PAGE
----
Inspiration and ideas only come to me when I have not had a woman in a very long time… Ballads, polonaises, even a whole concerto may have been lost forever up your des durka, I can’t tell you how many. I have been so deeply engulfed in my love for you I have hardly created anything.

Claude Debussy

I love music passionately. And because I love it I try to free it from barren traditions that stifle it.

Ten black composers whose works deserve to be heard!

English composer Samuel Coleridge-Taylor (1875-1912). Photograph: Unknown/Hulton-Deutsch Collection/CORBIS

In the past 200 years, dozens of prominent black composers from America and other parts of the African diaspora have fought to be recognized by the western classical tradition.

The earliest example is Chevalier de Saint-Georges (1745-99). Born in Guadeloupe, the son of a wealthy plantation owner and a female slave, Saint-George was brought to France at a young age. As well as being a champion fencer, a violin teacher to Marie Antoinette and a colonel in the republican army, his prodigious musical talents led to him being dubbed “le Mozart noir”. He was a prolific composer (with several operas, 15 violin concertos, symphonies and numerous chamber works to his name) and a rare French exponent of early classical violin composition. (Listen to Chi-chi Nwanoku’s radio documentary about him here, available until 3 July.)

Saint-Georges would have perhaps come into contact with George Bridgewater (1778-1860), a violinist of African origin born in present-day Poland. By the age of nine, his father (who was probably born in Barbados) had taken him to London, where he was shown off as a child prodigy, performing in front of the likes of Thomas Jefferson and George IV. Several of Bridgewater’s compositions survive, although few have been recorded. His story was also the basis for a 2007 opera, written by Julian Joseph.

Samuel Coleridge-Taylor (1875-1912) was born in Croydon, the son of a white English mother and a Creole man from Sierra Leone. As a violin scholar at the Royal College of Music, he was taught composition under Charles Villiers Stanford and soon developed a reputation as a composer, with Edward Elgar recommending him to the Three Choirs festival in 1896. By the time he died of pneumonia – aged only 37 – he had already toured America three times and performed for Theodore Roosevelt at the White House.

Compositions such as Coleridge-Taylor’s African Suite attempted to incorporate African influences in the same way that, say, Dvorák used Hungarian folk themes, but much more successful is Hiawatha’s Wedding, which is occasionally performed today. Even better are Coleridge-Taylor’s works for violin and orchestra, which are elegant pieces of fin de siècle romanticism.

Maurice Arnold Strothotte (1865-1937) studied in Berlin and wrote an opera and a symphony that were highly praised by Dvorák, but his work was rarely performed and has all but dropped off the musical map – he ended up making his living teaching violin and conducting provincial operettas.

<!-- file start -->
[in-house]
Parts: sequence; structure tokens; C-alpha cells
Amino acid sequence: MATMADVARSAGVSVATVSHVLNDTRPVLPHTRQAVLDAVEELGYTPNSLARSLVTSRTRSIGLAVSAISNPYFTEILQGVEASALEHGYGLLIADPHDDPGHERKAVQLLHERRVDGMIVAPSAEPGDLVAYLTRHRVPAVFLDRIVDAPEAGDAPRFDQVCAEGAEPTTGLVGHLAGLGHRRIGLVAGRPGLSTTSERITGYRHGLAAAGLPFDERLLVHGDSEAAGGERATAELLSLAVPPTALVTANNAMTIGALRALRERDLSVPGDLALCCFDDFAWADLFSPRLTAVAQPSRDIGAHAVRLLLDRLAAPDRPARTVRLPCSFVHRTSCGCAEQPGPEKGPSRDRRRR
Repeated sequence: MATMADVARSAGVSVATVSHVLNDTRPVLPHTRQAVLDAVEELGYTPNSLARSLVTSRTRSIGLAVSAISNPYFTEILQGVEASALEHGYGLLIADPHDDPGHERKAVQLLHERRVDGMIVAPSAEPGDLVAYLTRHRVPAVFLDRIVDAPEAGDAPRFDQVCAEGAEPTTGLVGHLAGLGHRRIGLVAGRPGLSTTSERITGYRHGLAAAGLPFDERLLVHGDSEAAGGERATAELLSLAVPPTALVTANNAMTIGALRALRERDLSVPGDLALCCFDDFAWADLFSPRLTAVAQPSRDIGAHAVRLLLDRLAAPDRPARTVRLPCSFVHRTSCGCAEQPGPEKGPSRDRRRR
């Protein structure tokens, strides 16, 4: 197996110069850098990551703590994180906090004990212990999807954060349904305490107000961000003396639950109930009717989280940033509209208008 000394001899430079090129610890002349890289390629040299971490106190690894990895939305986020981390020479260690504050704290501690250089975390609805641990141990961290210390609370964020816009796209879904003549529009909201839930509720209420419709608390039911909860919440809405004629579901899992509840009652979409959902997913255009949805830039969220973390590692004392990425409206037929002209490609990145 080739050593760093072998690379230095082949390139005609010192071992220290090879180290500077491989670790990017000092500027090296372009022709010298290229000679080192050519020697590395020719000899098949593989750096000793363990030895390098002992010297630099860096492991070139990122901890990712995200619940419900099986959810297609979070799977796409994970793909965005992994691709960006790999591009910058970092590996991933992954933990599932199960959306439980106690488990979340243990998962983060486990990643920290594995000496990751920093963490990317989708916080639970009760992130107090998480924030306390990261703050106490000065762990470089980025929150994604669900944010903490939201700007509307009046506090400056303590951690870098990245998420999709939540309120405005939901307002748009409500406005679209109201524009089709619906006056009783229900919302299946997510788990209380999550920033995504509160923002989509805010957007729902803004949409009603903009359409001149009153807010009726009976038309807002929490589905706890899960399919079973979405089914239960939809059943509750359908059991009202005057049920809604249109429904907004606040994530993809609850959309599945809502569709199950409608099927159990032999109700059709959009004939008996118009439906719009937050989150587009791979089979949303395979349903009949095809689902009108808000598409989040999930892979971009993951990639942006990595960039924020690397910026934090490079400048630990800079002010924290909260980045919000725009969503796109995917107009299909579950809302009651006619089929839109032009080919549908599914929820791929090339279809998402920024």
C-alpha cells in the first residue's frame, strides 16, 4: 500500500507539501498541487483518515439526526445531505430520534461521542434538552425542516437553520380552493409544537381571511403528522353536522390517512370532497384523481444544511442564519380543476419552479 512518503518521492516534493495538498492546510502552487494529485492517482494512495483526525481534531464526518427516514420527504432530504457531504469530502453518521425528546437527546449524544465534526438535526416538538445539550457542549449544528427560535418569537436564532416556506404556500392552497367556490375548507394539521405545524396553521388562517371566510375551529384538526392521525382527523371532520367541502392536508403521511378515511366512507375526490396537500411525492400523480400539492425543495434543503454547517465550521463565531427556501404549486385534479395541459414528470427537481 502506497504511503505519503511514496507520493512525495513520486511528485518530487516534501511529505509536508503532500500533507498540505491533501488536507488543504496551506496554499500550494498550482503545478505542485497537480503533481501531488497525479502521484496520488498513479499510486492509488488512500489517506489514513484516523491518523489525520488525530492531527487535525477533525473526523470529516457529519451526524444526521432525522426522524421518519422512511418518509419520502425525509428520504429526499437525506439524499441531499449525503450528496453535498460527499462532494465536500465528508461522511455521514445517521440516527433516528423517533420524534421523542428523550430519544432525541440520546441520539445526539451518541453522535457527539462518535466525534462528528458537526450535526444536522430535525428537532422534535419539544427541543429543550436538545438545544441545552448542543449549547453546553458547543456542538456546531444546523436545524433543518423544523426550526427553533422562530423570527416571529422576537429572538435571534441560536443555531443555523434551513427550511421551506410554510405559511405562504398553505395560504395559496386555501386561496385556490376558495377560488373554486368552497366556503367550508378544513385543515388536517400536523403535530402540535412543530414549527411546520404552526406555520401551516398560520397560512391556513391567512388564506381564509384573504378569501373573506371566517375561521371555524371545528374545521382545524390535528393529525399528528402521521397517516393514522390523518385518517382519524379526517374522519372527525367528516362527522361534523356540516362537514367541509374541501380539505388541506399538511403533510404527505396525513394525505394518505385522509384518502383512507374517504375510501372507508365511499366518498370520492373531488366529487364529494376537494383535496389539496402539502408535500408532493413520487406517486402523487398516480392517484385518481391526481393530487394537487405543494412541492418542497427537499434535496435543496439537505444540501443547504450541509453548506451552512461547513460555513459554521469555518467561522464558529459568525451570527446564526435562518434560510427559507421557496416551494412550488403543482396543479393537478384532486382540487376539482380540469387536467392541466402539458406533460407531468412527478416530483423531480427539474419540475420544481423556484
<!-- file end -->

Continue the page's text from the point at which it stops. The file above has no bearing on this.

Like Strothotte, Will Marion Cook (1869-1944) also studied in Berlin and was praised by Dvorák. He was acclaimed for his Broadway shows and ragtime-influenced songs, but found it almost impossible to break into “straight” composition.

Most sorrowful of all was Scott Joplin (1867-1917). The son of an ex-slave from Texas, he started as a travelling musician around the southern states, playing piano in “gentleman’s clubs”. By the turn of the century his piano rags, such as Maple Leaf Rag, had become a national sensation, but he was desperate to be taken seriously as an orchestral composer. His opera Treemonisha was all but ignored, and he died insane in 1917 after his brain was destroyed by syphilis.

Other black American composers had happier endings. William Grant Still (1895-1978) wrote 150 works, studied with Edgard Varèse, was the first African American to conduct a major US symphony orchestra (the New Orleans Philharmonic), composed for Hollywood and found his works performed by leading orchestras around the world, including his 1930 Afro-American Symphony.

Florence B Price (1887-1953) was the first African American woman to have a work played by a major orchestra – the Chicago Symphony premiered her Symphony in E minor in 1933, but despite success during her lifetime, her many compositions are rarely played today.

And George Walker, born in 1922 and still working today, was the first black American composer to win the Pulitzer prize for music (for Lilacs, a piece for voice and orchestra, in 1996). However, for all his acclaim, he still remains a cult figure in the world of contemporary composition.